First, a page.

By Gloria Dickie for Reuters
For the first time ever, global temperatures are now more likely than not to breach 1.5 degrees Celsius of warming within the next five years, the World Meteorological Organisation (WMO) said today.
This does not mean the world would cross the long-term warming threshold of 1.5C above pre-industrial levels set out in the 2015 Paris Agreement.
But a year of warming at 1.5C could offer a glimpse of what crossing that longer term threshold, based on the 30-year global average, would be like.
With a 66 percent chance of temporarily reaching 1.5C by 2027, "it's the first time in history that it's more likely than not that we will exceed 1.5C," said Adam Scaife, head of long-range prediction at Britain's Met Office Hadley Centre. He worked on the WMO's latest Global Annual to Decadal Climate Update.
Last year's report put the odds at about 50-50.
Even temporarily reaching 1.5C is "an indication that as we start having these years with 1.5C happening more and more often, than we are getting closer to having the actual long-term climate be on that threshold," said Leon Hermanson, also of the Met Office Hadley Centre.
It also means the world has failed to make sufficient progress on slashing climate-warming greenhouse gas emissions.
Partially responsible for boosting the chance of soon hitting 1.5C is an El Niño weather pattern expected to develop in the coming months.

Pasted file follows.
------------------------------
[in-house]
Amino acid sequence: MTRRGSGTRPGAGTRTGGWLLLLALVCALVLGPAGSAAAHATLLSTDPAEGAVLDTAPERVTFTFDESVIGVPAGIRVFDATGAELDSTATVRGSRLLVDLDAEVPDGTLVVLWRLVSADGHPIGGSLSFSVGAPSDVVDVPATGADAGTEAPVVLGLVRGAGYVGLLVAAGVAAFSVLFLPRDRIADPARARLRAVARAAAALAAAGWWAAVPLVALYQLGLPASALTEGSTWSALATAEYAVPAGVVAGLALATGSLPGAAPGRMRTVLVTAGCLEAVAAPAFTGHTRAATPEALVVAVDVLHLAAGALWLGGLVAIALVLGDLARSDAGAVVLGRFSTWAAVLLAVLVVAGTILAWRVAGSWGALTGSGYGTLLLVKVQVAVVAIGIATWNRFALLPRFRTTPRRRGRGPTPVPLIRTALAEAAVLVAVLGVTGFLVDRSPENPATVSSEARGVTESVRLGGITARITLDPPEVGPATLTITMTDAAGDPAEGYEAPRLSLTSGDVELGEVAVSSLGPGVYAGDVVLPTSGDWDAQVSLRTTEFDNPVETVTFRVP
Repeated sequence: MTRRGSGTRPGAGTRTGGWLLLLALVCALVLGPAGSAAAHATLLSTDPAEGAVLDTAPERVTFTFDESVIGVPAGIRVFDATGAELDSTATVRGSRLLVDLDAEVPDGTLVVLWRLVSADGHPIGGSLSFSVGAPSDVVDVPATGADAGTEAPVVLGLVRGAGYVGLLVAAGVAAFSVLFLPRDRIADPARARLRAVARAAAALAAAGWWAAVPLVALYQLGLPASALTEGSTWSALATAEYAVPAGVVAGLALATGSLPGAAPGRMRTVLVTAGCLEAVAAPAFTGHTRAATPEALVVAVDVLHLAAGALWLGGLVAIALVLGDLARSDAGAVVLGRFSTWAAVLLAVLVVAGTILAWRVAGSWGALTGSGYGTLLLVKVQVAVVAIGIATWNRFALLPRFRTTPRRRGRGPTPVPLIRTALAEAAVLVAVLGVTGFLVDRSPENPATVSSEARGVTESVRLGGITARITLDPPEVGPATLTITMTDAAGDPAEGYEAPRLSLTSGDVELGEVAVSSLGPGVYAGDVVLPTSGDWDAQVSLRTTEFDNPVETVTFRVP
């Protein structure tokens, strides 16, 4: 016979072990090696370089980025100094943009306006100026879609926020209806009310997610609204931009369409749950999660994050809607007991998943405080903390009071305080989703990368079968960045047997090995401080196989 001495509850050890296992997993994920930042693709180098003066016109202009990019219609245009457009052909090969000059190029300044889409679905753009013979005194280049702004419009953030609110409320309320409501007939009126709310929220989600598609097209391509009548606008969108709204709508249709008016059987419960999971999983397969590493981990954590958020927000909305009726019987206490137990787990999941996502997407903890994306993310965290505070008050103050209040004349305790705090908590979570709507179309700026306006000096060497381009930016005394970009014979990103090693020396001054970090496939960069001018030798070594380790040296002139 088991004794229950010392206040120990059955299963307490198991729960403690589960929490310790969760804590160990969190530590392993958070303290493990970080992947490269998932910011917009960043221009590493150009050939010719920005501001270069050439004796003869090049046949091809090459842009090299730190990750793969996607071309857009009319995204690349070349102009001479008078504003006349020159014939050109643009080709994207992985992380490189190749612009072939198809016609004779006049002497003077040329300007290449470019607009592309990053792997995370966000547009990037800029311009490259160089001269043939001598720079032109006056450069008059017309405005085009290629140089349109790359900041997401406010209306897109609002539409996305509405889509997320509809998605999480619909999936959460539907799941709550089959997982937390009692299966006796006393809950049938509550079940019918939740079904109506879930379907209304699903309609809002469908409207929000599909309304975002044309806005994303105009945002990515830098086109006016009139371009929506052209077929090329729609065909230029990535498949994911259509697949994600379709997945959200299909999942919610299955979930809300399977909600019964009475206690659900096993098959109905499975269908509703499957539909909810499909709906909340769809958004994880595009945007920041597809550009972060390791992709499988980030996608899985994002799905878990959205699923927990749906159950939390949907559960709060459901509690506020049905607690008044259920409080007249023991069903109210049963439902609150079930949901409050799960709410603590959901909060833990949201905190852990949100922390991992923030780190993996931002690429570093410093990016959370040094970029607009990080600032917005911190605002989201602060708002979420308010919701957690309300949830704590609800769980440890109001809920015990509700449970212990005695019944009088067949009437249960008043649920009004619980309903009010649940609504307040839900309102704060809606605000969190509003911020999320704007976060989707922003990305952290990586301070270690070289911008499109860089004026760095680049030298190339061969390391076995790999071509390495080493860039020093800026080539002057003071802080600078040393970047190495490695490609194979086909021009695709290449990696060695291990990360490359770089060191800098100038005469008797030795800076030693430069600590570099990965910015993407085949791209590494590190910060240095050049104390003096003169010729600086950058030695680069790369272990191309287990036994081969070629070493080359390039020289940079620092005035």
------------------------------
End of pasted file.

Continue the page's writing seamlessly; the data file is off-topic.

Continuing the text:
During El Niño, warmer waters in the tropical Pacific heat the atmosphere above, lifting global temperatures.
The El Niño "will combine with human-induced climate change to push global temperatures into uncharted territory", said WMO Secretary-General Petteri Taalas in a statement.
A mid-year switch to El Niño is worrying scientists across the world. The weather phenomenon, while distinct from climate change, is likely to boost extremes and bring warmer weather to North America and drought to South America, with the Amazon at greater risk of bad fires.
The likelihood of temporarily exceeding 1.5C has increased over time. Scientists had estimated just a 10 percent chance of hitting 1.5C between 2017 and 2021, for example.
Unlike the UN Intergovernmental Panel on Climate Change's climate projections, which are based on future greenhouse gas emissions, the WMO update provides more of a prediction-based long-range weather forecast.
The WMO also found a 98 percent chance that one of the next five years will be the hottest on record, surpassing 2016 which saw a global temperature impacted by about 1.3C of warming.
"This report must be a rallying cry to intensify global efforts to tackle the climate crisis," said Doug Parr, chief scientist at Greenpeace UK.